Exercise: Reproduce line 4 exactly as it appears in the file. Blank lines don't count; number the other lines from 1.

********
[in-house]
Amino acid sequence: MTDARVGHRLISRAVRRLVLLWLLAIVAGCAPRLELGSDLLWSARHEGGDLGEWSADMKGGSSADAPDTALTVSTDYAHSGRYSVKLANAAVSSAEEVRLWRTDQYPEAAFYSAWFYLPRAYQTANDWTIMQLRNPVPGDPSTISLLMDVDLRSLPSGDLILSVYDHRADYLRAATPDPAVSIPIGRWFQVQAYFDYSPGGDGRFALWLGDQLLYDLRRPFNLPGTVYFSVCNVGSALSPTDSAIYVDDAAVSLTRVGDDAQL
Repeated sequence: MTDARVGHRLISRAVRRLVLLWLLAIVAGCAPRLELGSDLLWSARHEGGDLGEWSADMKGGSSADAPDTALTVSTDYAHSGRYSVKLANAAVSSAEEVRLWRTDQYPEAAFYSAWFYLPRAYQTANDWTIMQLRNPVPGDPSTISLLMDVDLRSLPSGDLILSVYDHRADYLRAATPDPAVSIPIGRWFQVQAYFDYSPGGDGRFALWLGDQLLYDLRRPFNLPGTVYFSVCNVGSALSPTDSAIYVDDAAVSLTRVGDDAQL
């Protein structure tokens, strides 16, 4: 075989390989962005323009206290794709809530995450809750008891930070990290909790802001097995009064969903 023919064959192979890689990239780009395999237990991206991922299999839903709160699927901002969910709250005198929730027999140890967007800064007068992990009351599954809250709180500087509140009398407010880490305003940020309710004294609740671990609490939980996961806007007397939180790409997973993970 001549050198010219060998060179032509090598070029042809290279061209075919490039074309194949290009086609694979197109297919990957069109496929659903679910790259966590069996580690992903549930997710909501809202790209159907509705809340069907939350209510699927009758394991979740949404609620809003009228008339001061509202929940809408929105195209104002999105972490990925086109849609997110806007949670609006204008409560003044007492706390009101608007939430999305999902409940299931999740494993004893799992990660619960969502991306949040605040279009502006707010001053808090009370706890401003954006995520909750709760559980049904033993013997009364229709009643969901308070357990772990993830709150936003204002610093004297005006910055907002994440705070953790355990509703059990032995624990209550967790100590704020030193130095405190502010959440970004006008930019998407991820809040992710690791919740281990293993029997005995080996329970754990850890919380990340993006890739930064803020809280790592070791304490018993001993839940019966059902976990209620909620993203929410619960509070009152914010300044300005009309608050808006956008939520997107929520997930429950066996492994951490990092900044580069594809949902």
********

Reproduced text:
């Protein structure tokens, strides 16, 4: 075989390989962005323009206290794709809530995450809750008891930070990290909790802001097995009064969903 023919064959192979890689990239780009395999237990991206991922299999839903709160699927901002969910709250005198929730027999140890967007800064007068992990009351599954809250709180500087509140009398407010880490305003940020309710004294609740671990609490939980996961806007007397939180790409997973993970 001549050198010219060998060179032509090598070029042809290279061209075919490039074309194949290009086609694979197109297919990957069109496929659903679910790259966590069996580690992903549930997710909501809202790209159907509705809340069907939350209510699927009758394991979740949404609620809003009228008339001061509202929940809408929105195209104002999105972490990925086109849609997110806007949670609006204008409560003044007492706390009101608007939430999305999902409940299931999740494993004893799992990660619960969502991306949040605040279009502006707010001053808090009370706890401003954006995520909750709760559980049904033993013997009364229709009643969901308070357990772990993830709150936003204002610093004297005006910055907002994440705070953790355990509703059990032995624990209550967790100590704020030193130095405190502010959440970004006008930019998407991820809040992710690791919740281990293993029997005995080996329970754990850890919380990340993006890739930064803020809280790592070791304490018993001993839940019966059902976990209620909620993203929410619960509070009152914010300044300005009309608050808006956008939520997107929520997930429950066996492994951490990092900044580069594809949902």